May 09, 2013

Faraj, Reem Silver_nugget
[MDESW1214] Second Year Arabic 1

Please keep in mind that this review is more than 5 years old.

Here is a small fact: Arabic is horrifically tough. No, I don't mean, "Ugh we have 800 pages of reading but if you just skim the summaries we can get done in four hours" tough, but "Oh my god I have taken this language for 15 months straight and just now learned the word for 'bad'" tough. Your friends taking Spanish and Italian will get to study abroad using what they learned in class, and you will go to Jordan and speak MSA (because Columbia stubbornly refuses to allow dialect classes) and look weird. Do you know what the jussive case is? Do you want to know? This language is not for the faint of heart.

All this being said, you're going to want Reem to be with you through the tough times. She is demanding in terms of wanting students to understand what a lifelong commitment learning Arabic is, but empathetic in that she understands that the textbook will sometimes suck, that you will cry if you end up having to conjugate the dual form on the fly, and that you've probably got four other classes to deal with in addition to this 5-credit monstrosity. This does not mean that she's going to give you an A+ for showing up for every class, but she's been flexible with letting us turn in second drafts of writing assignments, turn in homework for new grammatical concepts after we go over it in class, etc. Arabic grammar "rules" have so many exceptions that they're hardly rules at all, and Reem understands this and is perfectly happy to go over concepts multiple times, sometimes even admitting that she has trouble as a native speaker remembering all the nuances (I'm looking at you, numbers, counted nouns, and case endings). You cannot get through this class skipping work, but she understands the workload. My advice? Do all your homework (probably about 10 hours' worth) on the weekend and save the week for re-writes and reviewing. Will this amount of homework suck? Yes. Are you taking Arabic? Get used to it.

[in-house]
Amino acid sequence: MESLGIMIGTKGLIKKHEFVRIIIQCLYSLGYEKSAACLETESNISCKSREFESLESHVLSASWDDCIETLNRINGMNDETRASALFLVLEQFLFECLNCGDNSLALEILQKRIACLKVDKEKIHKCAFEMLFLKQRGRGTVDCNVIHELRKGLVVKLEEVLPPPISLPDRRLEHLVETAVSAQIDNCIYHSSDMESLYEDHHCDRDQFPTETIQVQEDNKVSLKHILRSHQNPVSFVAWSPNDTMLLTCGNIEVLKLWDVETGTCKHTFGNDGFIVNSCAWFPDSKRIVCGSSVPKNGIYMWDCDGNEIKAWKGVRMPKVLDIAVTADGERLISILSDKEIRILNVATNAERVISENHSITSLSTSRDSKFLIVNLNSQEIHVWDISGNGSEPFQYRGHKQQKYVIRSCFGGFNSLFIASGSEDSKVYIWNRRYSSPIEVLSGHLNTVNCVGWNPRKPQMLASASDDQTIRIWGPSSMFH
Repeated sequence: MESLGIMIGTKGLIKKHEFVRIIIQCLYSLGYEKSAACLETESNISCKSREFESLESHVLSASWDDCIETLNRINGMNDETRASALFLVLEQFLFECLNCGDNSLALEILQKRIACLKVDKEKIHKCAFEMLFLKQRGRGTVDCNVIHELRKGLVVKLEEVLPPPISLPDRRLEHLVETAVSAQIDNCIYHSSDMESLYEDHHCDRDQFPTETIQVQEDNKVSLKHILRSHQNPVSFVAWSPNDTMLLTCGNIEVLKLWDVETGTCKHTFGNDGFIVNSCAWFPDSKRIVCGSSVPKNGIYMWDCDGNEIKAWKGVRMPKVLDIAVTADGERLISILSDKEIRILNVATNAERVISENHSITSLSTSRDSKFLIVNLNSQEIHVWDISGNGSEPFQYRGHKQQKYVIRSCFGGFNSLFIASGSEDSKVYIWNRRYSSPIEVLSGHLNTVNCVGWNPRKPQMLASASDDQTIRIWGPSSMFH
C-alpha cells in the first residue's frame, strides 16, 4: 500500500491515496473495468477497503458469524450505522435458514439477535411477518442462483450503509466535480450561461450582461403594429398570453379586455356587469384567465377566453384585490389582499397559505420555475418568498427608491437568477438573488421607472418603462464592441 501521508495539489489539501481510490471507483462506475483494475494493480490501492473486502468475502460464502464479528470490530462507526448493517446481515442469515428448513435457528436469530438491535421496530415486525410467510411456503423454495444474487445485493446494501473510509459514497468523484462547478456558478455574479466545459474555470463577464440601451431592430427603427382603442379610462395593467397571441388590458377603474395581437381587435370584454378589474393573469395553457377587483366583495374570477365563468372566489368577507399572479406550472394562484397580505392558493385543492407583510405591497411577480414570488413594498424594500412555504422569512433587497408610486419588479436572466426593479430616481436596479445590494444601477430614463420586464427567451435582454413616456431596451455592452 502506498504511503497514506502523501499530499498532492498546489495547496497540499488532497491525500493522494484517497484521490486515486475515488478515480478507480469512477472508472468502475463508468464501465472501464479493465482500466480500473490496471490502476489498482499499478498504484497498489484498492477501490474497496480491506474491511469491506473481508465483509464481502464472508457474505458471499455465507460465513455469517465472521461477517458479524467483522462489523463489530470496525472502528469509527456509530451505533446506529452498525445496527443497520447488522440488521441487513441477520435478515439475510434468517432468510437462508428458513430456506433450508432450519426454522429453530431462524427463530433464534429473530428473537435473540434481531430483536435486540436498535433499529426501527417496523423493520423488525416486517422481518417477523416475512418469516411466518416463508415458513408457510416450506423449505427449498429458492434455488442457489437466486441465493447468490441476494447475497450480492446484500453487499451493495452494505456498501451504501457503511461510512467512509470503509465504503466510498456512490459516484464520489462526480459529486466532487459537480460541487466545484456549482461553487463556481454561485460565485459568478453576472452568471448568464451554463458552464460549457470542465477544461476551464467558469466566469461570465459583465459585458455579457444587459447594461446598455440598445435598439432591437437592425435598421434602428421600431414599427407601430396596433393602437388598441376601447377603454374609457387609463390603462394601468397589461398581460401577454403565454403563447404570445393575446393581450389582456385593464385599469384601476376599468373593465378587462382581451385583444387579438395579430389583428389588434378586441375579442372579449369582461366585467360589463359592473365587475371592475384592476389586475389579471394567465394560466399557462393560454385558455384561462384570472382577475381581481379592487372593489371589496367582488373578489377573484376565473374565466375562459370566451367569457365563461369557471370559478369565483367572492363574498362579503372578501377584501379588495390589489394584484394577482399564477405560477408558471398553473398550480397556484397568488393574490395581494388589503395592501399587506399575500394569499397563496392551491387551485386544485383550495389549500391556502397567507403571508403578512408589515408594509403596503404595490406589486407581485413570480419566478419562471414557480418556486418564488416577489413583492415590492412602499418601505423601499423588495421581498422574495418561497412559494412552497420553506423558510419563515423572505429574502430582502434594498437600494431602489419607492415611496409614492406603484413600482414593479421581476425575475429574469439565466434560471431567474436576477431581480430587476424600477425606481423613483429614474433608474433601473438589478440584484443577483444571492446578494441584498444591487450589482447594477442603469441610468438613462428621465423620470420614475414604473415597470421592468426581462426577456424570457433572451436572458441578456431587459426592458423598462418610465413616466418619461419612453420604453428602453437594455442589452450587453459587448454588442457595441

My one gripe with this class is the lack of speaking, but honestly every introductory or intermediate Arabic class I've been in has been very grammar and vocab heavy, which leaves very little time to speak, so this is not a criticism of Reem's teaching style but more the nature of the beast. There's a huge base of information you need before you can even begin to properly form sentences that go beyond "I ran", "She ate", "They went to Jordan", and I'm hopeful that higher level classes will have more speaking.

Perhaps my feelings toward Arabic come off as rather snarky, and this attitude is pretty prevalent among learners wherever I've been (http://arabicproblems.tumblr.com/), whether abroad or at other universities. At the end of the day, though, Arabic and Reem teach you how to learn something completely different than anything you've experienced before, and I think that's a handy skill to have throughout life. You've got to be diligent, it helps to have someone who understands that things are tough but doesn't give you an excuse to give up or slack off, and I can honestly say that my past two classes with Reem have been the best Arabic instruction I've ever received.

Workload:

About 10 hours of homework a week (essays, worksheets, reading, listening) in addition to just straight studying new concepts. 4 tests per semester, 1 final with writing/listening/reading/grammar.